Dear Minister Bennett. I live in Lake Errock BC which is a lakeside community 20 minutes east of Mission BC. The community is nestled around a lake. However the mountain immediately above and next to the community has been turned into a toxic moonscape by gravel operations. This pit is simply too close to the community to be tolerable, it can never be operated safely without damaging the health of the community and the noise cannot be mitigated adequately as it is simply too close and too high above the community.
Please help us save our way of life, protect our health and conserve our property values. This has been going on a long time; there is no simple, short way to explain how horrendous this has been for the community, so please excuse the length of this letter.
A gravel pit had operated near the community on a small scale until 2010 when large Germany-based corporate interests, who had taken over the pit, swiftly removed all that could be taken from the site. The noise was intolerable, the dust pervasive (and never tested for toxins) during dry weather, the company illegally mined outside the permissible area and operated outside regulated hours. The Ministry of Energy and Mines did absolutely nothing to enforce any regulation, or to respond to community concerns. The pit operated without the permits from local government (Fraser valley Regional District) until we, the community, forced the issue.
In short this community is well aware that gravel pit operators make dreadful, untrustworthy neighbours. We learned that the local Mines Inspector has absolutely no interest in addressing community concerns about the consequences of gravel extraction.
This law breaking neighbor then applied for a permit to vastly expand their operations. The community has now learned that the permitting process is a sham, designed to guarantee approval. All studies used in the process are commissioned by the proponent, who sets the parameters for the studies, chooses the contractor, and can avoid publishing any study that is not supportive of their goal. Meanwhile the Mines Inspectors pretend that funding bias does not exist, ignore the fact that issues like human health from toxic dust (the dust inevitably contains silica, chromium and cadmium – all potentially toxic) were not even studied, ignore effects on drinking water and water courses, and refuse to meet with the community.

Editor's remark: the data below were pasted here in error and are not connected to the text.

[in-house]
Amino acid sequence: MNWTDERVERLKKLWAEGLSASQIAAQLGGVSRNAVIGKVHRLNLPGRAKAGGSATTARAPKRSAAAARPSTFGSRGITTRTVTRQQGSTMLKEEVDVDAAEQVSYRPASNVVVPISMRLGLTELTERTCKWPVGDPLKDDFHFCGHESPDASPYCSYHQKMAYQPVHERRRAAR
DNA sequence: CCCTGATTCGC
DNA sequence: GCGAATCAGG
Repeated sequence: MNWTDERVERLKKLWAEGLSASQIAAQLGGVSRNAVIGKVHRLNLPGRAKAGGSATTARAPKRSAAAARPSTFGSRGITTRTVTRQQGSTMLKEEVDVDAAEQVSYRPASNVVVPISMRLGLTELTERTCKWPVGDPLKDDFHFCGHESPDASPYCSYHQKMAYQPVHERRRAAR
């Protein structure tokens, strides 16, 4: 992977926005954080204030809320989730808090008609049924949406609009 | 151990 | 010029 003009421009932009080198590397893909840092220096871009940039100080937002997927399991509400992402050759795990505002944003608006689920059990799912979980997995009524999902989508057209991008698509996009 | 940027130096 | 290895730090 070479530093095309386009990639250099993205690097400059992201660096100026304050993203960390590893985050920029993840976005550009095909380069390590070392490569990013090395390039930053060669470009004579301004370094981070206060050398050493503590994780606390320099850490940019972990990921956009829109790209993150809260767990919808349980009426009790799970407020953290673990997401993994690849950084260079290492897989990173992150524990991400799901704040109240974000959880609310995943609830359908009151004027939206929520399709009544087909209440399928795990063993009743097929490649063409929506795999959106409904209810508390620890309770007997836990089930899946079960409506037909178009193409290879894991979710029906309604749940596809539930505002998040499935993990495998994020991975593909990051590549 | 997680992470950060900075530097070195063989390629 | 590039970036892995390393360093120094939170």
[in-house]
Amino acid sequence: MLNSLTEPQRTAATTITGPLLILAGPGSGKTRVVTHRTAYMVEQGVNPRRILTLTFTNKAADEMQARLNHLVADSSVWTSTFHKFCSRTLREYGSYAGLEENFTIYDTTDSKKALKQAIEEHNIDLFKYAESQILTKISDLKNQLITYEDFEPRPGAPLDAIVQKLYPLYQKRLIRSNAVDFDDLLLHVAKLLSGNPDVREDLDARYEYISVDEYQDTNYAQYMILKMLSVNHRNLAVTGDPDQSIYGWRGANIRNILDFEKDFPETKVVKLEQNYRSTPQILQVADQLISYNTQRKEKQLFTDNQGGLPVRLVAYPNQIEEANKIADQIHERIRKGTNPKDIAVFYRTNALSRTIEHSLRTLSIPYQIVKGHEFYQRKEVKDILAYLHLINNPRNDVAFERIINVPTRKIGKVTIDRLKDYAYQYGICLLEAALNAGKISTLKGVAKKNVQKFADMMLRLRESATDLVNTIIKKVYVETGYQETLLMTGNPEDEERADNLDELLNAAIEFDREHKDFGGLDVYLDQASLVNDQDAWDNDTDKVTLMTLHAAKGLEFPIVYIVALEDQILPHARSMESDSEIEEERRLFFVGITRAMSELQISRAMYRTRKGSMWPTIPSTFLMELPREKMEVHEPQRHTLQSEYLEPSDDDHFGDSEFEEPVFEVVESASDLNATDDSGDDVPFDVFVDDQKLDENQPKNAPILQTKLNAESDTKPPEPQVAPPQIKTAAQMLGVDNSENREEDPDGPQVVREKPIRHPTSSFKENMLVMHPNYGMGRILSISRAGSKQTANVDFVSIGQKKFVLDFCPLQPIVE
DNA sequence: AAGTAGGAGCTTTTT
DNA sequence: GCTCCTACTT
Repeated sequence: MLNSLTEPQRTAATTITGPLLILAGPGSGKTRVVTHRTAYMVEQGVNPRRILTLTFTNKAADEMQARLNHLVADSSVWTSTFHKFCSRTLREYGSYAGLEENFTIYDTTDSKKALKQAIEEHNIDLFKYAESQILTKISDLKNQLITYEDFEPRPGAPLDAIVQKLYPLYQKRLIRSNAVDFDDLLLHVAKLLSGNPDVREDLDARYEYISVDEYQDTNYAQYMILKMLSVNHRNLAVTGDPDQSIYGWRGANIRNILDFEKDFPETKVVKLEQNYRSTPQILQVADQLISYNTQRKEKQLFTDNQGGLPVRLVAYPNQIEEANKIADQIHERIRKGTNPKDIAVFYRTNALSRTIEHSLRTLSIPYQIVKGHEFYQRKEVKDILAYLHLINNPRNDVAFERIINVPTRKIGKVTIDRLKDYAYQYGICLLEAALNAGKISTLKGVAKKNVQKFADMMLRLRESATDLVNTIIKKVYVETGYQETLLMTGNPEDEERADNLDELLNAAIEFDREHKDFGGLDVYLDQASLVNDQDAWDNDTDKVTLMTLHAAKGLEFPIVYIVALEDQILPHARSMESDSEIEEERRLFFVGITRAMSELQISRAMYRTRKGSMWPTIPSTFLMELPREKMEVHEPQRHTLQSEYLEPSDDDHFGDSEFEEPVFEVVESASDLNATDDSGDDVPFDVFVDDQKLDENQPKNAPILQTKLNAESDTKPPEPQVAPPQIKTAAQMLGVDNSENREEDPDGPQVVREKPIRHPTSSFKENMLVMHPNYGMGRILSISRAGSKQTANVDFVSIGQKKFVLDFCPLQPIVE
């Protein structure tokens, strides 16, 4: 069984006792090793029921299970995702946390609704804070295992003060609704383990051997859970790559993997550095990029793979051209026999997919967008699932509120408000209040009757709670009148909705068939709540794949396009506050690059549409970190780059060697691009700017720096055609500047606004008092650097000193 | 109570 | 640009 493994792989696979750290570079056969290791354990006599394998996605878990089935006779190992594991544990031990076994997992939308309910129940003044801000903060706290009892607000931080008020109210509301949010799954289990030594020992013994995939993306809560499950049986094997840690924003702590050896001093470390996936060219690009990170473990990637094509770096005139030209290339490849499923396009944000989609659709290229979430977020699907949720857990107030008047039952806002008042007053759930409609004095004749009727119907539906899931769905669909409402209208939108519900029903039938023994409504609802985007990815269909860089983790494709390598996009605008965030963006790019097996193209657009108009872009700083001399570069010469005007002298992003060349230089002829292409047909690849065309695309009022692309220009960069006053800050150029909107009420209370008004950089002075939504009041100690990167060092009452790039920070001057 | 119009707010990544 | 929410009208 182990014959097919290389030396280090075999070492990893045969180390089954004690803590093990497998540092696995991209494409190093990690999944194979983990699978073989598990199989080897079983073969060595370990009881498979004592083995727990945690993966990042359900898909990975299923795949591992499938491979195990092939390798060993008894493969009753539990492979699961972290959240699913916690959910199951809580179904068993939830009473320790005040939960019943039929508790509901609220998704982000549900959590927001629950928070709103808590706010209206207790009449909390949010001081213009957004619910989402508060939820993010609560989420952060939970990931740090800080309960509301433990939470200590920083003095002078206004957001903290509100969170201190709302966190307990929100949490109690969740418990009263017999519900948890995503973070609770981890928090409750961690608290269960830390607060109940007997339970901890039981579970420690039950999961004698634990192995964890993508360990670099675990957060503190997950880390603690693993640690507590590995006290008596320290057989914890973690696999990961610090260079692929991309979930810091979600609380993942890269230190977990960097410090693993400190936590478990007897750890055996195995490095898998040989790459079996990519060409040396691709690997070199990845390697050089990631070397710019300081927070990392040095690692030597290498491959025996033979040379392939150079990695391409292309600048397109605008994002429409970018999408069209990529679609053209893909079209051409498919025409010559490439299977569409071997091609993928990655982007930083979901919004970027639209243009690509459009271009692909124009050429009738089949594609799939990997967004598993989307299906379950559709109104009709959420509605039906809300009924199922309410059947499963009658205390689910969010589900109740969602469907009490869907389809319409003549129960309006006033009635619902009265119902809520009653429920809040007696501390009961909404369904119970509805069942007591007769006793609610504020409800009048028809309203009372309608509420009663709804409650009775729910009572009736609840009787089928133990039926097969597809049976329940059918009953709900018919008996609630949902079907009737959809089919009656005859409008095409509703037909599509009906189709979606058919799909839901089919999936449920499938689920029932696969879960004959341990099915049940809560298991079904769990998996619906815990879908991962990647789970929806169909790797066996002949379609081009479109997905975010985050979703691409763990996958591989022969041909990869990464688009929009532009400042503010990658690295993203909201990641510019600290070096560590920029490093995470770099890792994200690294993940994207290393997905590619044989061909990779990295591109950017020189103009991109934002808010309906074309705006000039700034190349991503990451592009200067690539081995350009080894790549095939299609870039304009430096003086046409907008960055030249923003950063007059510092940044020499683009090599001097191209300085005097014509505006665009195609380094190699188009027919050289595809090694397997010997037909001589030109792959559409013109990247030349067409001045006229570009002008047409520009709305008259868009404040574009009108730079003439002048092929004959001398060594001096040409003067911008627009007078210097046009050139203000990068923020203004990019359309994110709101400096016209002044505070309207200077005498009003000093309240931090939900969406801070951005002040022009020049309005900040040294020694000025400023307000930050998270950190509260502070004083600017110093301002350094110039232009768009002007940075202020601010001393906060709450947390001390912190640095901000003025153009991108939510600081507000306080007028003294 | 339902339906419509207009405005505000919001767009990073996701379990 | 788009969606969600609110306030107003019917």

The only meeting (July 25, 2012, in Mission BC) that occurred was organized by the proponent. It was clearly set up to allow the proponent to pretend they had consulted the community. The meeting, scheduled to last 2 hours, took up 1 hour and 15 minutes with presentations from the proponent and the contractors he had paid, and then there was a break. The chair of the meeting then said that there was half an hour for the community to speak, each speaker limited to 5 minutes including response times. The two aggregate truck drivers present were permitted to speak without signing the speaker sheet; all others had to sign up. We in the community are not stupid; we know when we are being played. The community rejected the proponents plan and the meeting was forced to go past nine o’clock. But anyone in attendance soon realized that neither the local Mines Inspector nor the proponent cared about anything the community had to say. The total absence of any further meetings or any response to community concerns since that time proves the point.